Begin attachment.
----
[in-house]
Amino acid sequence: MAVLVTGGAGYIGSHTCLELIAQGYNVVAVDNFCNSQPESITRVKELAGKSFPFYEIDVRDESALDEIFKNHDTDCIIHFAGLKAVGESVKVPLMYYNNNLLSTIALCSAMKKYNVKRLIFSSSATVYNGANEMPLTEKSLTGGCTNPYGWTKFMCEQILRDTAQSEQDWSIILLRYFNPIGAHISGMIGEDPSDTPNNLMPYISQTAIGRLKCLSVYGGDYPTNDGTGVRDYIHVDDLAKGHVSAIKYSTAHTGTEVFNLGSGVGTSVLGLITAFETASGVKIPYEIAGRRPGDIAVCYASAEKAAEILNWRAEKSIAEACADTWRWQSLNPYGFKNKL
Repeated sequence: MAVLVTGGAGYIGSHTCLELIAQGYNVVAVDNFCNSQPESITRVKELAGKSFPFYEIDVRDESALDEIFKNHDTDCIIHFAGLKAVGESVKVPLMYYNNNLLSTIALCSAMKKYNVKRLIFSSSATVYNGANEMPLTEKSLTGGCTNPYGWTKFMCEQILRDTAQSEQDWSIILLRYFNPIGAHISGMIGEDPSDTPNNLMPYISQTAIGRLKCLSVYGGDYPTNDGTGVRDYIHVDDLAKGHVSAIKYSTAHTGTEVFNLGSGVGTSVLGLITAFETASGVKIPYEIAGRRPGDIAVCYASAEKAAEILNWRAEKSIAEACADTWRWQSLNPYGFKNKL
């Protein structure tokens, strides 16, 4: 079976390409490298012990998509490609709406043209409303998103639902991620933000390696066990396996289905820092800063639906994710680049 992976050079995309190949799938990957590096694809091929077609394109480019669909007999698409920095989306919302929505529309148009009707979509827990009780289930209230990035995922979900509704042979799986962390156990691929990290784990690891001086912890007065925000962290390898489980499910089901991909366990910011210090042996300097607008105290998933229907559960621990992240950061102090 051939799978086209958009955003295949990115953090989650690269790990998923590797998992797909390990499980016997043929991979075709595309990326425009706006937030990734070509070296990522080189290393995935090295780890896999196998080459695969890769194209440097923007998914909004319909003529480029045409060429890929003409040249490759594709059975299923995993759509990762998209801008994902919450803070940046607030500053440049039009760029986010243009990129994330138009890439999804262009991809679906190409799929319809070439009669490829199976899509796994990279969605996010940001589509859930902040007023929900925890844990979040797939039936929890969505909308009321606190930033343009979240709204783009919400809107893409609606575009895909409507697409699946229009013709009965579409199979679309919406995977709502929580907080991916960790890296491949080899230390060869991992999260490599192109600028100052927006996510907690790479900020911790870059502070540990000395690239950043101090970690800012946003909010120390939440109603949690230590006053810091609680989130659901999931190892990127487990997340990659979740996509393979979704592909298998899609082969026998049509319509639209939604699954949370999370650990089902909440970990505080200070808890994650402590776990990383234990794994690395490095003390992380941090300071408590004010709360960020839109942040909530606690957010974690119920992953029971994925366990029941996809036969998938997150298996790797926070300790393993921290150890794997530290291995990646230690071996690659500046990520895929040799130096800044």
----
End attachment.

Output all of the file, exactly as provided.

[in-house]
Amino acid sequence: MAVLVTGGAGYIGSHTCLELIAQGYNVVAVDNFCNSQPESITRVKELAGKSFPFYEIDVRDESALDEIFKNHDTDCIIHFAGLKAVGESVKVPLMYYNNNLLSTIALCSAMKKYNVKRLIFSSSATVYNGANEMPLTEKSLTGGCTNPYGWTKFMCEQILRDTAQSEQDWSIILLRYFNPIGAHISGMIGEDPSDTPNNLMPYISQTAIGRLKCLSVYGGDYPTNDGTGVRDYIHVDDLAKGHVSAIKYSTAHTGTEVFNLGSGVGTSVLGLITAFETASGVKIPYEIAGRRPGDIAVCYASAEKAAEILNWRAEKSIAEACADTWRWQSLNPYGFKNKL
Repeated sequence: MAVLVTGGAGYIGSHTCLELIAQGYNVVAVDNFCNSQPESITRVKELAGKSFPFYEIDVRDESALDEIFKNHDTDCIIHFAGLKAVGESVKVPLMYYNNNLLSTIALCSAMKKYNVKRLIFSSSATVYNGANEMPLTEKSLTGGCTNPYGWTKFMCEQILRDTAQSEQDWSIILLRYFNPIGAHISGMIGEDPSDTPNNLMPYISQTAIGRLKCLSVYGGDYPTNDGTGVRDYIHVDDLAKGHVSAIKYSTAHTGTEVFNLGSGVGTSVLGLITAFETASGVKIPYEIAGRRPGDIAVCYASAEKAAEILNWRAEKSIAEACADTWRWQSLNPYGFKNKL
């Protein structure tokens, strides 16, 4: 079976390409490298012990998509490609709406043209409303998103639902991620933000390696066990396996289905820092800063639906994710680049 992976050079995309190949799938990957590096694809091929077609394109480019669909007999698409920095989306919302929505529309148009009707979509827990009780289930209230990035995922979900509704042979799986962390156990691929990290784990690891001086912890007065925000962290390898489980499910089901991909366990910011210090042996300097607008105290998933229907559960621990992240950061102090 051939799978086209958009955003295949990115953090989650690269790990998923590797998992797909390990499980016997043929991979075709595309990326425009706006937030990734070509070296990522080189290393995935090295780890896999196998080459695969890769194209440097923007998914909004319909003529480029045409060429890929003409040249490759594709059975299923995993759509990762998209801008994902919450803070940046607030500053440049039009760029986010243009990129994330138009890439999804262009991809679906190409799929319809070439009669490829199976899509796994990279969605996010940001589509859930902040007023929900925890844990979040797939039936929890969505909308009321606190930033343009979240709204783009919400809107893409609606575009895909409507697409699946229009013709009965579409199979679309919406995977709502929580907080991916960790890296491949080899230390060869991992999260490599192109600028100052927006996510907690790479900020911790870059502070540990000395690239950043101090970690800012946003909010120390939440109603949690230590006053810091609680989130659901999931190892990127487990997340990659979740996509393979979704592909298998899609082969026998049509319509639209939604699954949370999370650990089902909440970990505080200070808890994650402590776990990383234990794994690395490095003390992380941090300071408590004010709360960020839109942040909530606690957010974690119920992953029971994925366990029941996809036969998938997150298996790797926070300790393993921290150890794997530290291995990646230690071996690659500046990520895929040799130096800044």